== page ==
One Year later: why have cPanel-shared hosting prices not changed much?
Here is the short version:
"One year after the cPanel price hike, why shared hosting prices have not changed much for cPanel specific hosting"
(line shamelessly stolen and modified from post by @AnthonySmith below)
In June 2019, there was talk of huge impact of cPanel price increase on the shared hosting industry. One year later, that does not seem to be the case. What could be the reasons for it?
The Long version
It has been a year since cPanel hiked the prices. There were discussions about its impact on pricing of shared hosting, closure of hosting businesses, rise of alternatives, etc. But now I see on LE* and related forums that the pricing for shared hosting is back to the levels around May 2019, that is, before the cPanel hike. Using that time period because that is when I was introduced to the world of web hosting forums/ communities.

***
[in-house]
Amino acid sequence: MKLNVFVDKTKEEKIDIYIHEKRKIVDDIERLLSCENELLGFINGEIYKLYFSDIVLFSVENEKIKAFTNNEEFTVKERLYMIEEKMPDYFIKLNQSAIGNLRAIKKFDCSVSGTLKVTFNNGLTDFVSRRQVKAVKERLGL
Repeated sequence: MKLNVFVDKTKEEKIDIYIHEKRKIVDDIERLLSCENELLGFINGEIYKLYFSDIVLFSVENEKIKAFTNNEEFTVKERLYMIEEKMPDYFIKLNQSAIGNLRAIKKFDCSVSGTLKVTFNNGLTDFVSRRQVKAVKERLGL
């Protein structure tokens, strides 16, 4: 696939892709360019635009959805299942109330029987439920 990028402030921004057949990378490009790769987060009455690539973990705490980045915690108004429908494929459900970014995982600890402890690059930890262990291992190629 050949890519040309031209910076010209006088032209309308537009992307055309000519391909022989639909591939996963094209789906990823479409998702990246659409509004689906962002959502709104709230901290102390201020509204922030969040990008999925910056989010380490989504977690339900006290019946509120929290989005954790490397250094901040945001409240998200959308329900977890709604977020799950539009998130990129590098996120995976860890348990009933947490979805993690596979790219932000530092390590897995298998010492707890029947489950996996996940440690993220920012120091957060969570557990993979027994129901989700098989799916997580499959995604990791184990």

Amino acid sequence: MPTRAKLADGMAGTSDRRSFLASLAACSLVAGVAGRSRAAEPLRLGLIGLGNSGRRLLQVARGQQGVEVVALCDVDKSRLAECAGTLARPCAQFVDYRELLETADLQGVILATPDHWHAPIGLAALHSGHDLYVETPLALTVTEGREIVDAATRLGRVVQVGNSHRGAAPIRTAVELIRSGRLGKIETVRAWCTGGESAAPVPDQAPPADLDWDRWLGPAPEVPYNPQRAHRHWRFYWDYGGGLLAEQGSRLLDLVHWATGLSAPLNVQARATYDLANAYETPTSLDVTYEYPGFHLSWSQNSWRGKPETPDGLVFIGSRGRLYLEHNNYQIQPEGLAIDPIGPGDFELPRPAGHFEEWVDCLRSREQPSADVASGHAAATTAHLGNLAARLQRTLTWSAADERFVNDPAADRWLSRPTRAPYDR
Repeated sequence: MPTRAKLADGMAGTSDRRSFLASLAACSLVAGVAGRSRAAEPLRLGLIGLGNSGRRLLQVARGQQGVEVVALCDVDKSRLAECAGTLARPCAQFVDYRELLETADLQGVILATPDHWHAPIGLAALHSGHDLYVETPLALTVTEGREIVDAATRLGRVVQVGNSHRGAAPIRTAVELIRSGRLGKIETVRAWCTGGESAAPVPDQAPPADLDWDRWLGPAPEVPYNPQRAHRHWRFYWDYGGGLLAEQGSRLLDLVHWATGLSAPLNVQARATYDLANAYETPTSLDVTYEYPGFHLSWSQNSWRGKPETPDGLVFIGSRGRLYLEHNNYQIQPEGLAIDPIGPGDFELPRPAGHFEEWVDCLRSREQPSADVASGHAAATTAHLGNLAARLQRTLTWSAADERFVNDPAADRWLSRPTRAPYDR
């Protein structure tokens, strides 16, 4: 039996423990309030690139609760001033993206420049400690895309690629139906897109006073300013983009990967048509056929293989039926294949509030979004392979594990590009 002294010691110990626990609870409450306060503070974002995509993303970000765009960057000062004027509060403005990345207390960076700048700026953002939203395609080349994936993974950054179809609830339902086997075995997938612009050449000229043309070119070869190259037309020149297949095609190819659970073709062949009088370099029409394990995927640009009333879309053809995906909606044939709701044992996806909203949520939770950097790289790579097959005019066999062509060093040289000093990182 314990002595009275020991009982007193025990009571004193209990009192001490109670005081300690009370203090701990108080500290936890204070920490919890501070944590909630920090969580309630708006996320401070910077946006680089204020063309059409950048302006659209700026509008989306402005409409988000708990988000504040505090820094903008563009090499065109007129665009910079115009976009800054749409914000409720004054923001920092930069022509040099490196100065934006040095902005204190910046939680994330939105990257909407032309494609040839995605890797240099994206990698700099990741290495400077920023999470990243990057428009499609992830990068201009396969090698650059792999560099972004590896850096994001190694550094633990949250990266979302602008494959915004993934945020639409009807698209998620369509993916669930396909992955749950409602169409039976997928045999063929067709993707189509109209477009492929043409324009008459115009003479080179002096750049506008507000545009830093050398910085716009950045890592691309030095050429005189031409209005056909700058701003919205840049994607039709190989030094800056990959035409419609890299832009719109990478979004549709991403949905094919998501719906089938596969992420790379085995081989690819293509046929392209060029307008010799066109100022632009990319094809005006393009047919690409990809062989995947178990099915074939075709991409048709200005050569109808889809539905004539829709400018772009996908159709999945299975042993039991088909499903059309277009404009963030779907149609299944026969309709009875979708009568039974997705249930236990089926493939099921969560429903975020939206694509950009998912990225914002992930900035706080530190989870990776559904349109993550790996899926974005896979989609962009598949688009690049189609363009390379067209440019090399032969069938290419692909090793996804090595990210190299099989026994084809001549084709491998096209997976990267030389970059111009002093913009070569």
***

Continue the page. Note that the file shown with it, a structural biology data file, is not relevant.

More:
I am aware this is generalizing, but
I am seeing several offers in the sub- $ 10 range recently. Let us exclude outliers like a recent post on LET (the $7 shared hosting plan, cPanel, if you know where to look),
What could be the possible reasons for this?
a. State of the economies in various countries i.e demand and supply?
b. Other cost items for hosts are cheaper- bandwidth, disks, electricity...
c. the cPanel price impact was not as bad as it was projected to be
d. Lack of viable alternatives (I believe this may not be true)
e. Backdoor deals between cPanel and some providers, causing pricing pressure on others (collusion may be illegal in many countries but exclusive or preferential pricing is valid)
f. It's marketing gimmick, silly! Use the sub - $ 10/ year offers to increase new signups --> upsell --> profit!
g. Any others?
1. here's a screenshot from WHT- Shared hosting offers as on June 28th 2020 : https://ibb.co/ZKCwGJZ
2. Fair points in comments below about impact on reseller hosting. That segment was not my original intent, was interested in shared hosting (as an end user). Therefore updated the title.